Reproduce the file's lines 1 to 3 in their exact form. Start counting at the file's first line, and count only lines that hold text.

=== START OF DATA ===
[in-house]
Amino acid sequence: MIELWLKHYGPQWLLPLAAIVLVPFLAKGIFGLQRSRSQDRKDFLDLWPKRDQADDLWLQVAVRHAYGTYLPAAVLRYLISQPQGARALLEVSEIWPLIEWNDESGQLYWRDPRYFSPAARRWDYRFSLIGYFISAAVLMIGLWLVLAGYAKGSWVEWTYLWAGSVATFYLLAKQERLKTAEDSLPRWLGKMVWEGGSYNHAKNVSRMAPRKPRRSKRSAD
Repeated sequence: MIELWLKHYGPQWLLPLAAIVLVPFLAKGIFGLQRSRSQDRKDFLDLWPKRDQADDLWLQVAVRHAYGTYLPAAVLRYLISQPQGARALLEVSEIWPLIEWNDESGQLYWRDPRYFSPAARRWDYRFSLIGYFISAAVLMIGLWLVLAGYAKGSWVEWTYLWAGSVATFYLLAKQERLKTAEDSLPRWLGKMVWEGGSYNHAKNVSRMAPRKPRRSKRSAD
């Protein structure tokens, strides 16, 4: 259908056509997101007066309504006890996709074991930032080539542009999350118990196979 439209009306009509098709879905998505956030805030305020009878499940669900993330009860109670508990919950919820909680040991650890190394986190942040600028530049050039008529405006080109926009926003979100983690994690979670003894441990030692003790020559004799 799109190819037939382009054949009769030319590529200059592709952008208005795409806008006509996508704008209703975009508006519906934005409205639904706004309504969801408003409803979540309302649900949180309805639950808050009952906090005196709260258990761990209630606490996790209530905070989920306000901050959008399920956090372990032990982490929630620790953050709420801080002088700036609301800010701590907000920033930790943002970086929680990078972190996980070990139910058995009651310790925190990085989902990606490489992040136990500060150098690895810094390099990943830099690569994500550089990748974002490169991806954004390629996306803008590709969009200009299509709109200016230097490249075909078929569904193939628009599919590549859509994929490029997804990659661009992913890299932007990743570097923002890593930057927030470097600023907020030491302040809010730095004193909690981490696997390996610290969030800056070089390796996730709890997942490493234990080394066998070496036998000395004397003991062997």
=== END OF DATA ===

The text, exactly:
[in-house]
Amino acid sequence: MIELWLKHYGPQWLLPLAAIVLVPFLAKGIFGLQRSRSQDRKDFLDLWPKRDQADDLWLQVAVRHAYGTYLPAAVLRYLISQPQGARALLEVSEIWPLIEWNDESGQLYWRDPRYFSPAARRWDYRFSLIGYFISAAVLMIGLWLVLAGYAKGSWVEWTYLWAGSVATFYLLAKQERLKTAEDSLPRWLGKMVWEGGSYNHAKNVSRMAPRKPRRSKRSAD
Repeated sequence: MIELWLKHYGPQWLLPLAAIVLVPFLAKGIFGLQRSRSQDRKDFLDLWPKRDQADDLWLQVAVRHAYGTYLPAAVLRYLISQPQGARALLEVSEIWPLIEWNDESGQLYWRDPRYFSPAARRWDYRFSLIGYFISAAVLMIGLWLVLAGYAKGSWVEWTYLWAGSVATFYLLAKQERLKTAEDSLPRWLGKMVWEGGSYNHAKNVSRMAPRKPRRSKRSAD